Generalist avian nectarivores visit flowers that produce copious sugar-dilute nectar, and some species can not compensate energy intake when fed solutions with low sugar content (≥5% w/w). Intake of dilute sugar diets by specialist avian nectarivores is limited by salt content, but the potential role of salt on nectar intake of generalist nectarivores has not been tested. We examined intake rate and digestion of solutions with varying sucrose concentrations (2.5–30% w/w) by Red-legged Honeycreeper (Cyanerpes cyaneus) and the effect of salt content (20 and 40 mM L−1 NaCl) on the intake rate and digestion of dilute sucrose solutions (2.5% w/w) of this generalist nectarivore. We tested the hypothesis that Red-legged Honeycreepers do not show compensatory feeding when fed dilute sugar diets, and that salt limits the intake rate and digestion of these solutions. We found that this generalist nectarivore showed compensatory feeding when fed sucrose diets ≥5%, but they did not compensate sugar intake when fed a 2.5% sucrose diet. Sucrose intake, sucrose apparent assimilation, and body mass increased when birds were fed dilute sugar diets to which NaCl was added. Addition of salt facilitated feeding on dilute sugar diets, probably by reducing Na losses, and increasing Na-dependent glucose transport. Further work on the renal and digestive physiology of generalist avian nectarivores would clarify the role of salt on the intake of dilute sugar solutions.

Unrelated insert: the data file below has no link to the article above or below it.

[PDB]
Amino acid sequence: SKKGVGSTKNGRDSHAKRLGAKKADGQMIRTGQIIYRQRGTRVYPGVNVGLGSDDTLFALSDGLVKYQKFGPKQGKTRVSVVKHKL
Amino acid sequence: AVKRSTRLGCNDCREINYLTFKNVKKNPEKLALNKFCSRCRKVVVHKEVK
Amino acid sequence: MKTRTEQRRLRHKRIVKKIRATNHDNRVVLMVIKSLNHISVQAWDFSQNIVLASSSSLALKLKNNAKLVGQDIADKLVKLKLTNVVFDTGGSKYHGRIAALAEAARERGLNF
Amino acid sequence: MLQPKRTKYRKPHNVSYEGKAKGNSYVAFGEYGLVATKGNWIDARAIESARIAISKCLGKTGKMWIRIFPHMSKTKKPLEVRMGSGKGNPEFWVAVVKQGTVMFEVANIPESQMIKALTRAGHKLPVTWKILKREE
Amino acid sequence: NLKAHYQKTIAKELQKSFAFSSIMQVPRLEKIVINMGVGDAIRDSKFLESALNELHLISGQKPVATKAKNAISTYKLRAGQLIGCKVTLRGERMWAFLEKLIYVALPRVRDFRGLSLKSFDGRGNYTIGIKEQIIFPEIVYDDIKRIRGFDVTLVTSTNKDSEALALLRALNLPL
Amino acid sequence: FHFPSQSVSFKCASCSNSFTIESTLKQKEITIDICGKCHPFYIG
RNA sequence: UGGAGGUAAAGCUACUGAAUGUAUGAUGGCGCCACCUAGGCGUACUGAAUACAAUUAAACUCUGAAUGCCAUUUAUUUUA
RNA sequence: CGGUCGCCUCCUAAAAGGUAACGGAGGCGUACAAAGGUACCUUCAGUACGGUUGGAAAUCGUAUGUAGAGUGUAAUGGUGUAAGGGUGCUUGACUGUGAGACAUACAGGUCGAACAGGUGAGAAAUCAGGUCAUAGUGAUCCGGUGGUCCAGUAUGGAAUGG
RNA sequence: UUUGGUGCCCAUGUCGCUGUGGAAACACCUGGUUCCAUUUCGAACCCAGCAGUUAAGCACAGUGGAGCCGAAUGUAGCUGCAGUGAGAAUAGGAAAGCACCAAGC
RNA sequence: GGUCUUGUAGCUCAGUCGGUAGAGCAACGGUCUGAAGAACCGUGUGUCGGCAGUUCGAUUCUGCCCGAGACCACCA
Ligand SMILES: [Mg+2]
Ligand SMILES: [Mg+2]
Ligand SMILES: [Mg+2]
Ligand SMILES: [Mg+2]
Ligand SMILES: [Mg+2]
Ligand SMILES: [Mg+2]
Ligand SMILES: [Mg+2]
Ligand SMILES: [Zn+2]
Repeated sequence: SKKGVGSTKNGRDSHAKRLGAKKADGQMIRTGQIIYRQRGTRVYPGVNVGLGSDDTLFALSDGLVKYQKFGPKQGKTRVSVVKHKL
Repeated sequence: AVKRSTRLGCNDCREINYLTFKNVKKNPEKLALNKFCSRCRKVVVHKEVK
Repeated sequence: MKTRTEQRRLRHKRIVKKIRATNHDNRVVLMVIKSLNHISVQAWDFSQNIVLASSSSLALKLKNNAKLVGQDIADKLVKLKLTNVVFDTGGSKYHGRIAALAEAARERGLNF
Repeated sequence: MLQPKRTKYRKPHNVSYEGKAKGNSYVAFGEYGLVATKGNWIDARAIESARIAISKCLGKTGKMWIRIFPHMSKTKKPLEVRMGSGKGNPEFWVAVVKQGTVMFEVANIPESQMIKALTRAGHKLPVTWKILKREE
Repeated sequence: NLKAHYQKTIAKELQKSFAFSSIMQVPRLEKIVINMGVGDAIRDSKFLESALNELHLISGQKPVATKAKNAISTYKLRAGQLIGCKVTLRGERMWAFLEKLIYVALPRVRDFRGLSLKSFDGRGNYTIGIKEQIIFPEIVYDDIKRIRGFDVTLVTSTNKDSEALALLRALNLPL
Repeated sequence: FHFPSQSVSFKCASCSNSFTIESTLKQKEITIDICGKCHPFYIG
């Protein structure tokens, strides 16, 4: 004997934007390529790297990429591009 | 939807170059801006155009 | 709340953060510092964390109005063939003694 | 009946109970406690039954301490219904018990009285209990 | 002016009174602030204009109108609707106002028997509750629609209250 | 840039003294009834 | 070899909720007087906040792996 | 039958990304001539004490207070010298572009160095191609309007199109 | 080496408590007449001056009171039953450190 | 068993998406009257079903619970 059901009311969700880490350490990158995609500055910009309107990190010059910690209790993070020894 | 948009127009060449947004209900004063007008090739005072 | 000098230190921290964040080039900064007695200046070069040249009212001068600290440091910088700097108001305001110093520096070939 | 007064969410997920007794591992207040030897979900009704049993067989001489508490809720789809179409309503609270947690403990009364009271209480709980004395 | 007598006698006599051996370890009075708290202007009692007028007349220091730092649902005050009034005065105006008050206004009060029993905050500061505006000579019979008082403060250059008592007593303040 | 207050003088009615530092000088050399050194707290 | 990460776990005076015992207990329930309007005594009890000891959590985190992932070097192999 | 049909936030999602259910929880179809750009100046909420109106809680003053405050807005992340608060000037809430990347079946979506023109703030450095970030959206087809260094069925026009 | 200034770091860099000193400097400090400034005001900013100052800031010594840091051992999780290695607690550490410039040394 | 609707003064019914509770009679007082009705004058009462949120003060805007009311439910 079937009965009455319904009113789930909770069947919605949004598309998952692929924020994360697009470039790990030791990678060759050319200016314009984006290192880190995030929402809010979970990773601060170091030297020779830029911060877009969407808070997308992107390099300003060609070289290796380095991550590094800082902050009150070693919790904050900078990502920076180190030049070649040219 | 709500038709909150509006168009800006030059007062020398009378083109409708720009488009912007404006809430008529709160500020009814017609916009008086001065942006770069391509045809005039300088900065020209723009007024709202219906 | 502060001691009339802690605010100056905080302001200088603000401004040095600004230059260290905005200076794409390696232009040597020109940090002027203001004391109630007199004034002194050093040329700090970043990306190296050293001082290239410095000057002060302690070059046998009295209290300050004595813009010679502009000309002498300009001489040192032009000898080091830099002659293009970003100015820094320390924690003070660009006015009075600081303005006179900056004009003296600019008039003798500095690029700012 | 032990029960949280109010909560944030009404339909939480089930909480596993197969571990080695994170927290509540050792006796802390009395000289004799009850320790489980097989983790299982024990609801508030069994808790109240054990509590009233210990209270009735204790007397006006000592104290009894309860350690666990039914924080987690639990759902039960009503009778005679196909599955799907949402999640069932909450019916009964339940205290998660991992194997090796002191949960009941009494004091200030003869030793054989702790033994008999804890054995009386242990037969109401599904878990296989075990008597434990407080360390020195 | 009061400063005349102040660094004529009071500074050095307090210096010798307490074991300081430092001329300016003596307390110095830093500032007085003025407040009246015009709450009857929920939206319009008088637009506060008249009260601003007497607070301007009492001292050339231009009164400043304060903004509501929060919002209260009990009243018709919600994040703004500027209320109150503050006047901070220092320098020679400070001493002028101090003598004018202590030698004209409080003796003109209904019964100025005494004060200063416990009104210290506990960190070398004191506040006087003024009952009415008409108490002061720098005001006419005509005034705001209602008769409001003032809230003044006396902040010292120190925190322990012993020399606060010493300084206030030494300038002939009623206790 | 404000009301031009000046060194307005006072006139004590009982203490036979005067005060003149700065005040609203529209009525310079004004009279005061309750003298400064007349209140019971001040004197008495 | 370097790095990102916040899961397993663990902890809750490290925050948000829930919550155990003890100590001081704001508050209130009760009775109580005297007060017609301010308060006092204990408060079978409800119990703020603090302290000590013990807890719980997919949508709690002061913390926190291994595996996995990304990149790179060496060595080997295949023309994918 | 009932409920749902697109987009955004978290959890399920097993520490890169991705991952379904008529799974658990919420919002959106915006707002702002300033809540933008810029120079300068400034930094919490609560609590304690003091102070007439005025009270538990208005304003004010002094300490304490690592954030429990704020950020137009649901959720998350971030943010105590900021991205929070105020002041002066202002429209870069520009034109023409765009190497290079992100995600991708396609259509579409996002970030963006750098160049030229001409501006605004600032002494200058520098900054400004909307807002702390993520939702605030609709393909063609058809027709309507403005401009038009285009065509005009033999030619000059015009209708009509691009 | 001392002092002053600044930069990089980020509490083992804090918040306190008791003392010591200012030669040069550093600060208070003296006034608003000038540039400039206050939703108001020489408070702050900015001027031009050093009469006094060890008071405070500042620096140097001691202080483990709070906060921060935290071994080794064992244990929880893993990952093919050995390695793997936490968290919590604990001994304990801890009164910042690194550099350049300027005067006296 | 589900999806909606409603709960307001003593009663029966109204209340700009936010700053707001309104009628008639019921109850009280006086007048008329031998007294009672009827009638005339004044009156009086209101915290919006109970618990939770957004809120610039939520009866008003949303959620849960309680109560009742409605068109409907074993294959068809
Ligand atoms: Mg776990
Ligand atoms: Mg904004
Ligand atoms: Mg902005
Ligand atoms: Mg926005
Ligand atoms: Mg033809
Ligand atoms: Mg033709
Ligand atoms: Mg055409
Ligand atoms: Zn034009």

You have requested a machine translation of selected content from our databases. This functionality is provided solely for your convenience and is in no way intended to replace human translation. Neither BioOne nor the owners and publishers of the content make, and they explicitly disclaim, any express or implied representations or warranties of any kind, including, without limitation, representations and warranties as to the functionality of the translation feature or the accuracy or completeness of the translations.
Translations are not retained in our system. Your use of this feature and the translations is subject to all use restrictions contained in the Terms and Conditions of Use of the BioOne website.